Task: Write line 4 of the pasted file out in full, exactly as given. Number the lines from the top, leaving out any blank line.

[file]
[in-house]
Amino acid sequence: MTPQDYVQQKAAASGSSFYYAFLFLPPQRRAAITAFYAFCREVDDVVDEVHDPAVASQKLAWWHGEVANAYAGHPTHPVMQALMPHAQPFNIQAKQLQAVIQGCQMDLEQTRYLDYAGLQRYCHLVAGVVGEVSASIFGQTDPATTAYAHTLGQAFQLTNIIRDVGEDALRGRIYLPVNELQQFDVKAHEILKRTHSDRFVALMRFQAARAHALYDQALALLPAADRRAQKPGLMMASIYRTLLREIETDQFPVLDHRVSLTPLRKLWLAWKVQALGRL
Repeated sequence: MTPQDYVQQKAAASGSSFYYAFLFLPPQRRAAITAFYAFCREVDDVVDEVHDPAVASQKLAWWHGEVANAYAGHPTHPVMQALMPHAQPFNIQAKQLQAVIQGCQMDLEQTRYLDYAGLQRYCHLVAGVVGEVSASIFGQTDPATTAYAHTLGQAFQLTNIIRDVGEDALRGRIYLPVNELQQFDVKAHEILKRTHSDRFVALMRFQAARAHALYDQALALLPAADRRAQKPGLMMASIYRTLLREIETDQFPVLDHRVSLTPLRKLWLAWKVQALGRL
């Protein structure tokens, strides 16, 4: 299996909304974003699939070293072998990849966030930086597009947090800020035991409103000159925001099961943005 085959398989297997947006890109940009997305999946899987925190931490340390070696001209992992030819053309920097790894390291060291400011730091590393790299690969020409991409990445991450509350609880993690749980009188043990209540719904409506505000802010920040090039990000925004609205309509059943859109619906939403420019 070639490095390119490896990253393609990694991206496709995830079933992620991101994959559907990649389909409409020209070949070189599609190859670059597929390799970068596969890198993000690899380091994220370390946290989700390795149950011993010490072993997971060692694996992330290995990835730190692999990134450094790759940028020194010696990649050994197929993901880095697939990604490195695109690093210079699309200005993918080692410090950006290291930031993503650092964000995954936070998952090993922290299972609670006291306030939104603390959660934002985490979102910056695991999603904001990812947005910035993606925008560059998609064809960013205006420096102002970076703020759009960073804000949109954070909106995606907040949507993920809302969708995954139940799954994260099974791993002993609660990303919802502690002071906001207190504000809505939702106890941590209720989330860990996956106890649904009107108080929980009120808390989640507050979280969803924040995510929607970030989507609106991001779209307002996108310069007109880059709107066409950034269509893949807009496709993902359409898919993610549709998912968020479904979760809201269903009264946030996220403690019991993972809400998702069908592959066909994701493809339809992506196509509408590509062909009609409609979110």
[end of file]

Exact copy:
């Protein structure tokens, strides 16, 4: 299996909304974003699939070293072998990849966030930086597009947090800020035991409103000159925001099961943005 085959398989297997947006890109940009997305999946899987925190931490340390070696001209992992030819053309920097790894390291060291400011730091590393790299690969020409991409990445991450509350609880993690749980009188043990209540719904409506505000802010920040090039990000925004609205309509059943859109619906939403420019 070639490095390119490896990253393609990694991206496709995830079933992620991101994959559907990649389909409409020209070949070189599609190859670059597929390799970068596969890198993000690899380091994220370390946290989700390795149950011993010490072993997971060692694996992330290995990835730190692999990134450094790759940028020194010696990649050994197929993901880095697939990604490195695109690093210079699309200005993918080692410090950006290291930031993503650092964000995954936070998952090993922290299972609670006291306030939104603390959660934002985490979102910056695991999603904001990812947005910035993606925008560059998609064809960013205006420096102002970076703020759009960073804000949109954070909106995606907040949507993920809302969708995954139940799954994260099974791993002993609660990303919802502690002071906001207190504000809505939702106890941590209720989330860990996956106890649904009107108080929980009120808390989640507050979280969803924040995510929607970030989507609106991001779209307002996108310069007109880059709107066409950034269509893949807009496709993902359409898919993610549709998912968020479904979760809201269903009264946030996220403690019991993972809400998702069908592959066909994701493809339809992506196509509408590509062909009609409609979110």